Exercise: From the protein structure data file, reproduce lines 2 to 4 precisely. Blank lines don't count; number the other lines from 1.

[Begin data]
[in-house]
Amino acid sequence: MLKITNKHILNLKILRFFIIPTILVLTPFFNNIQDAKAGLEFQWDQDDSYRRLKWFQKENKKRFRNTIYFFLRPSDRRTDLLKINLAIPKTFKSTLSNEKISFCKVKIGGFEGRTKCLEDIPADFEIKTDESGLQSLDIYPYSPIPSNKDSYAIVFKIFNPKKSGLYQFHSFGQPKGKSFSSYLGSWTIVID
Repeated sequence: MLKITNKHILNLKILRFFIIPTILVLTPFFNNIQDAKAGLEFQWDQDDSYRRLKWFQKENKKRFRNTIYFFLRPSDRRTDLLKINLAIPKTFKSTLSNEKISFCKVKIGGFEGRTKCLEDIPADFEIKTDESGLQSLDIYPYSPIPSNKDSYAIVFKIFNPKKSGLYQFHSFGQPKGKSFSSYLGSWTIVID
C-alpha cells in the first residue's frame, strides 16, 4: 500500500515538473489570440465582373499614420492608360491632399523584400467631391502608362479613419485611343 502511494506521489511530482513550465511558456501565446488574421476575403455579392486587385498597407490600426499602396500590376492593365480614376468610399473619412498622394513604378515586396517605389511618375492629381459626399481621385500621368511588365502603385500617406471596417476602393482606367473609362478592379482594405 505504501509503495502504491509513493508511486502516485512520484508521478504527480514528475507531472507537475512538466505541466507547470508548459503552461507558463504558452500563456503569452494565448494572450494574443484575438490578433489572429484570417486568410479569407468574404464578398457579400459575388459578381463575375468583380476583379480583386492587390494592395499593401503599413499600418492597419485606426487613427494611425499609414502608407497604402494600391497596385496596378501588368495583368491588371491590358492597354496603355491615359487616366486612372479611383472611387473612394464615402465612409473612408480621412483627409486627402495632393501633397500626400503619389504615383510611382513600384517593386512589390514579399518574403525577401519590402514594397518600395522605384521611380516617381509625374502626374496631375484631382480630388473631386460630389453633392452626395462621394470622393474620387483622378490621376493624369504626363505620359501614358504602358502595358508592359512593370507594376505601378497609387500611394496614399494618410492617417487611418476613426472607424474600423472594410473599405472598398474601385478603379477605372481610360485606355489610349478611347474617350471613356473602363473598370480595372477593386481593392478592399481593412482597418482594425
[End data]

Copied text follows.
Amino acid sequence: MLKITNKHILNLKILRFFIIPTILVLTPFFNNIQDAKAGLEFQWDQDDSYRRLKWFQKENKKRFRNTIYFFLRPSDRRTDLLKINLAIPKTFKSTLSNEKISFCKVKIGGFEGRTKCLEDIPADFEIKTDESGLQSLDIYPYSPIPSNKDSYAIVFKIFNPKKSGLYQFHSFGQPKGKSFSSYLGSWTIVID
Repeated sequence: MLKITNKHILNLKILRFFIIPTILVLTPFFNNIQDAKAGLEFQWDQDDSYRRLKWFQKENKKRFRNTIYFFLRPSDRRTDLLKINLAIPKTFKSTLSNEKISFCKVKIGGFEGRTKCLEDIPADFEIKTDESGLQSLDIYPYSPIPSNKDSYAIVFKIFNPKKSGLYQFHSFGQPKGKSFSSYLGSWTIVID
C-alpha cells in the first residue's frame, strides 16, 4: 500500500515538473489570440465582373499614420492608360491632399523584400467631391502608362479613419485611343 502511494506521489511530482513550465511558456501565446488574421476575403455579392486587385498597407490600426499602396500590376492593365480614376468610399473619412498622394513604378515586396517605389511618375492629381459626399481621385500621368511588365502603385500617406471596417476602393482606367473609362478592379482594405 505504501509503495502504491509513493508511486502516485512520484508521478504527480514528475507531472507537475512538466505541466507547470508548459503552461507558463504558452500563456503569452494565448494572450494574443484575438490578433489572429484570417486568410479569407468574404464578398457579400459575388459578381463575375468583380476583379480583386492587390494592395499593401503599413499600418492597419485606426487613427494611425499609414502608407497604402494600391497596385496596378501588368495583368491588371491590358492597354496603355491615359487616366486612372479611383472611387473612394464615402465612409473612408480621412483627409486627402495632393501633397500626400503619389504615383510611382513600384517593386512589390514579399518574403525577401519590402514594397518600395522605384521611380516617381509625374502626374496631375484631382480630388473631386460630389453633392452626395462621394470622393474620387483622378490621376493624369504626363505620359501614358504602358502595358508592359512593370507594376505601378497609387500611394496614399494618410492617417487611418476613426472607424474600423472594410473599405472598398474601385478603379477605372481610360485606355489610349478611347474617350471613356473602363473598370480595372477593386481593392478592399481593412482597418482594425